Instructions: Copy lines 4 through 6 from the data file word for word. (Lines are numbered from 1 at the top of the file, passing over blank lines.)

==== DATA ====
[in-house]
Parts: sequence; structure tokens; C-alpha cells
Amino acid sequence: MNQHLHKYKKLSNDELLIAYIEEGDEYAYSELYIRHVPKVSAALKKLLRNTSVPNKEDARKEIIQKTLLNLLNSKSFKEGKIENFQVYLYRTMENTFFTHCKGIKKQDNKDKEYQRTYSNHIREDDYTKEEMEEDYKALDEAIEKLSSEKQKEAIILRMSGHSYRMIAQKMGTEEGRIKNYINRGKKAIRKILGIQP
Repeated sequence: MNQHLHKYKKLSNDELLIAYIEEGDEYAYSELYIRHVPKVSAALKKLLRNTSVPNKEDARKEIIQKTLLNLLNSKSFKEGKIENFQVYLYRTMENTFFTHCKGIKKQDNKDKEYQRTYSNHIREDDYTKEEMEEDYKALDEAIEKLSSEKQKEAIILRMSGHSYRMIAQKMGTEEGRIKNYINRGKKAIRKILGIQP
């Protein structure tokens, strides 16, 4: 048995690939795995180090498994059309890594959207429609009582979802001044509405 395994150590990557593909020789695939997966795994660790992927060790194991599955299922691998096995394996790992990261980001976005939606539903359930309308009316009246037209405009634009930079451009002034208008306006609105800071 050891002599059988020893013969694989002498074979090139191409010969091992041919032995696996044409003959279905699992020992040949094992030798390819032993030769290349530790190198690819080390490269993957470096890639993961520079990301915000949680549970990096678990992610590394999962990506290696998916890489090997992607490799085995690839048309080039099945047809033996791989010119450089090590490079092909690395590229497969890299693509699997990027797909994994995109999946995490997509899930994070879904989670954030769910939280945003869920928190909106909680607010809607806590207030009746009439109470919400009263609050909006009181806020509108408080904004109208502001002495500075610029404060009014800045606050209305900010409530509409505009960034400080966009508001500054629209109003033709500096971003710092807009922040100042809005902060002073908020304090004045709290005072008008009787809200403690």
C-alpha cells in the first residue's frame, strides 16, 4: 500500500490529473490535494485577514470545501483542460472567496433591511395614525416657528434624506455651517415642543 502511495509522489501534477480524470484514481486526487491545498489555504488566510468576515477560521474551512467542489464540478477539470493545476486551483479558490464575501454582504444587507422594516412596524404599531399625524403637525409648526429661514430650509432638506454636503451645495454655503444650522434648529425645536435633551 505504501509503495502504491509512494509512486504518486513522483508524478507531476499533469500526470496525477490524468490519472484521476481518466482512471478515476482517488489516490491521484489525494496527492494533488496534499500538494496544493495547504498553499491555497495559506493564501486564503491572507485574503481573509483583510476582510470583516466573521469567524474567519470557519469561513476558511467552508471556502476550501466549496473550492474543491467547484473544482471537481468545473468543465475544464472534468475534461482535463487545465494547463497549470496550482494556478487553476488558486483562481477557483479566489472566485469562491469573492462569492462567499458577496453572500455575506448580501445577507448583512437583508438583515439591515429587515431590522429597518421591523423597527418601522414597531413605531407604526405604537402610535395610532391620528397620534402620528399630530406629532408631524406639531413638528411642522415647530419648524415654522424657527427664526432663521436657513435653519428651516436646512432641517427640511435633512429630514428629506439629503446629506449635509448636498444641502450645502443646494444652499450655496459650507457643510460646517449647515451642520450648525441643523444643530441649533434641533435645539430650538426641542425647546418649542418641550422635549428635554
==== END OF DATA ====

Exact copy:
Repeated sequence: MNQHLHKYKKLSNDELLIAYIEEGDEYAYSELYIRHVPKVSAALKKLLRNTSVPNKEDARKEIIQKTLLNLLNSKSFKEGKIENFQVYLYRTMENTFFTHCKGIKKQDNKDKEYQRTYSNHIREDDYTKEEMEEDYKALDEAIEKLSSEKQKEAIILRMSGHSYRMIAQKMGTEEGRIKNYINRGKKAIRKILGIQP
């Protein structure tokens, strides 16, 4: 048995690939795995180090498994059309890594959207429609009582979802001044509405 395994150590990557593909020789695939997966795994660790992927060790194991599955299922691998096995394996790992990261980001976005939606539903359930309308009316009246037209405009634009930079451009002034208008306006609105800071 050891002599059988020893013969694989002498074979090139191409010969091992041919032995696996044409003959279905699992020992040949094992030798390819032993030769290349530790190198690819080390490269993957470096890639993961520079990301915000949680549970990096678990992610590394999962990506290696998916890489090997992607490799085995690839048309080039099945047809033996791989010119450089090590490079092909690395590229497969890299693509699997990027797909994994995109999946995490997509899930994070879904989670954030769910939280945003869920928190909106909680607010809607806590207030009746009439109470919400009263609050909006009181806020509108408080904004109208502001002495500075610029404060009014800045606050209305900010409530509409505009960034400080966009508001500054629209109003033709500096971003710092807009922040100042809005902060002073908020304090004045709290005072008008009787809200403690």
C-alpha cells in the first residue's frame, strides 16, 4: 500500500490529473490535494485577514470545501483542460472567496433591511395614525416657528434624506455651517415642543 502511495509522489501534477480524470484514481486526487491545498489555504488566510468576515477560521474551512467542489464540478477539470493545476486551483479558490464575501454582504444587507422594516412596524404599531399625524403637525409648526429661514430650509432638506454636503451645495454655503444650522434648529425645536435633551 505504501509503495502504491509512494509512486504518486513522483508524478507531476499533469500526470496525477490524468490519472484521476481518466482512471478515476482517488489516490491521484489525494496527492494533488496534499500538494496544493495547504498553499491555497495559506493564501486564503491572507485574503481573509483583510476582510470583516466573521469567524474567519470557519469561513476558511467552508471556502476550501466549496473550492474543491467547484473544482471537481468545473468543465475544464472534468475534461482535463487545465494547463497549470496550482494556478487553476488558486483562481477557483479566489472566485469562491469573492462569492462567499458577496453572500455575506448580501445577507448583512437583508438583515439591515429587515431590522429597518421591523423597527418601522414597531413605531407604526405604537402610535395610532391620528397620534402620528399630530406629532408631524406639531413638528411642522415647530419648524415654522424657527427664526432663521436657513435653519428651516436646512432641517427640511435633512429630514428629506439629503446629506449635509448636498444641502450645502443646494444652499450655496459650507457643510460646517449647515451642520450648525441643523444643530441649533434641533435645539430650538426641542425647546418649542418641550422635549428635554